The Amateur Astronomers Association of New York has been around since 1927, but sidewalk astronomy in the city has been around for longer. An issue of Popular Science published in March, 1921 covered the phenomenon, with a focus on New York City. Almost every clear night, Arthur Nursey carted out his homemade 12-inch reflector to Union Square for much the same reason the club continues to do so today – to show people cool things in space. Then, just as it is now, few people imagined you could see much from the city, and even fewer owned telescopes. Other people made a living of it. Joseph White was another amateur astronomer that set up near Bryant Park. He also toured the country charging a small fee to show people celestial objects with his 4-inch refractor. The great revolution in sidewalk astronomy came not in its form, but in the tools we used. It all started when the Ramakrishna order kicked out a young monk by the name of John Dobson.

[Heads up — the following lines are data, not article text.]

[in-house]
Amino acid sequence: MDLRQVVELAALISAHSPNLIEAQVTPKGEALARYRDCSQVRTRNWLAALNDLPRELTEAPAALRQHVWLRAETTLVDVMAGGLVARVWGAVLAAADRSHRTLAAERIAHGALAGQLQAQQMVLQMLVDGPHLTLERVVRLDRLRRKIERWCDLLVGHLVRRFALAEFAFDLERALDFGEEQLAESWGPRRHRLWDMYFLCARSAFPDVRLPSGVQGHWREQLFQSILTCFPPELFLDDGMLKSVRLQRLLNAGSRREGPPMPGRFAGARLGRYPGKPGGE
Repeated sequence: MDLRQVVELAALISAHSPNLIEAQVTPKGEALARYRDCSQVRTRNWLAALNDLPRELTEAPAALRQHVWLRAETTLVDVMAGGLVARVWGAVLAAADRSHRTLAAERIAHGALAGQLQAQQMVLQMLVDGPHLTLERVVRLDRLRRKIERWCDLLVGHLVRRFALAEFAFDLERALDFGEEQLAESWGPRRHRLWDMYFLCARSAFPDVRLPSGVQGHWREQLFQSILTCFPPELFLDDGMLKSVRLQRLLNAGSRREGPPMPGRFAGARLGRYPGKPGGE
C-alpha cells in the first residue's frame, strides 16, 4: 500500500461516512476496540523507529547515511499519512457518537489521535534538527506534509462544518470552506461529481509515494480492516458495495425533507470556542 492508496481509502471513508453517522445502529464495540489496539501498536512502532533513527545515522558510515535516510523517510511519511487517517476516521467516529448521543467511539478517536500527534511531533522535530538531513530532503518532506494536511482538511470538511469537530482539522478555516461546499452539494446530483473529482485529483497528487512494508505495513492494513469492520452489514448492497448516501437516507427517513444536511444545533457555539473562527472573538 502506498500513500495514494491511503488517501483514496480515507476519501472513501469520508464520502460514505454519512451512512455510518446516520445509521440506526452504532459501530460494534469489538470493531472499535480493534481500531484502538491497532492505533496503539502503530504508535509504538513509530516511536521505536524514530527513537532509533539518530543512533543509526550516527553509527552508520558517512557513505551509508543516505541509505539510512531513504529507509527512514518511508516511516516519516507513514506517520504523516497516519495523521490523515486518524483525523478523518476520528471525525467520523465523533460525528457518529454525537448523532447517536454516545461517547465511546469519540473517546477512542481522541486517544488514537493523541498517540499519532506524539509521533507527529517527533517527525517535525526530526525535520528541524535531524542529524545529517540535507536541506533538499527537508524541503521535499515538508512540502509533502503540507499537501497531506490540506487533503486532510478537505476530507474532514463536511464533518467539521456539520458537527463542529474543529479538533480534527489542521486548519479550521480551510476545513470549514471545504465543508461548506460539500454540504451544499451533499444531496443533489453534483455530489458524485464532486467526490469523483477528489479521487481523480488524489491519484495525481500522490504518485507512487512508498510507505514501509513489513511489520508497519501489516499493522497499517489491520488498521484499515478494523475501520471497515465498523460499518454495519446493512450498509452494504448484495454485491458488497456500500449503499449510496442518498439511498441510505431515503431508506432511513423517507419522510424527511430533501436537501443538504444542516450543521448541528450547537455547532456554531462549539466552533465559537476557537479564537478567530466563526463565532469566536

John Dobson was born in 1915 in Beijing, China. As a young man, he was genuinely interested in the workings of the world and was set to pursue a career in the sciences when he chanced upon a lecture by a Hindu swami in 1944. The talk so moved him that he decided to become a monk of the Ramakrishna Order. There he was tasked with reconciling modern astronomy with the Vedanta, a branch of philosophy within Hinduism. As part of that task, Dobson decided that building telescopes on the side would help, which he would wheel out of the monastery to observe. A large, homemade reflector was unusual, even more so when under the control of a monk. This naturally attracted the interest of people passing by, just like Sir William Watson all those years ago. Unfortunately, the monks felt that building telescopes was beyond Dobson’s remit, and he was ordered to cease production or leave the monastery. John Dobson agreed to stop, despite this, he was kicked out for good in 1967. Not one to let such setbacks slow him down, he established the San Francisco Sidewalk Astronomers and would spend the rest of life popularizing sidewalk astronomy and amateur telescope making. The design of his telescope, the Dobsonian, allowed the masses to have access to large aperture scopes in a simple, comparatively portable package.